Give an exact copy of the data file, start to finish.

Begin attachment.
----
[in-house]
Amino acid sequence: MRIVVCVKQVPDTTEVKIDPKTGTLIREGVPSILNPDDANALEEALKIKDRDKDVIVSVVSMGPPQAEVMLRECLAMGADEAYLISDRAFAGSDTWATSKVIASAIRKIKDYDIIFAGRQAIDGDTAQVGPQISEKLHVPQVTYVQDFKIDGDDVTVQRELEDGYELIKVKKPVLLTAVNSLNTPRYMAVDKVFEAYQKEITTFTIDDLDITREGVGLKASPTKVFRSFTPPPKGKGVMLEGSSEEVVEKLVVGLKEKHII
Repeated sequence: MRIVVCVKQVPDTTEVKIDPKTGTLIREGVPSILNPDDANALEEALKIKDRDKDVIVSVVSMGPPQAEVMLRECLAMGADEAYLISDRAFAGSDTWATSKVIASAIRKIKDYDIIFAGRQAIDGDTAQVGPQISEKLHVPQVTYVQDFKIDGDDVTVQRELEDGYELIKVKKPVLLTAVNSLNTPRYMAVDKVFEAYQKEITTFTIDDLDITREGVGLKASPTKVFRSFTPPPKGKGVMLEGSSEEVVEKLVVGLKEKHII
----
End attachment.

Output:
[in-house]
Amino acid sequence: MRIVVCVKQVPDTTEVKIDPKTGTLIREGVPSILNPDDANALEEALKIKDRDKDVIVSVVSMGPPQAEVMLRECLAMGADEAYLISDRAFAGSDTWATSKVIASAIRKIKDYDIIFAGRQAIDGDTAQVGPQISEKLHVPQVTYVQDFKIDGDDVTVQRELEDGYELIKVKKPVLLTAVNSLNTPRYMAVDKVFEAYQKEITTFTIDDLDITREGVGLKASPTKVFRSFTPPPKGKGVMLEGSSEEVVEKLVVGLKEKHII
Repeated sequence: MRIVVCVKQVPDTTEVKIDPKTGTLIREGVPSILNPDDANALEEALKIKDRDKDVIVSVVSMGPPQAEVMLRECLAMGADEAYLISDRAFAGSDTWATSKVIASAIRKIKDYDIIFAGRQAIDGDTAQVGPQISEKLHVPQVTYVQDFKIDGDDVTVQRELEDGYELIKVKKPVLLTAVNSLNTPRYMAVDKVFEAYQKEITTFTIDDLDITREGVGLKASPTKVFRSFTPPPKGKGVMLEGSSEEVVEKLVVGLKEKHII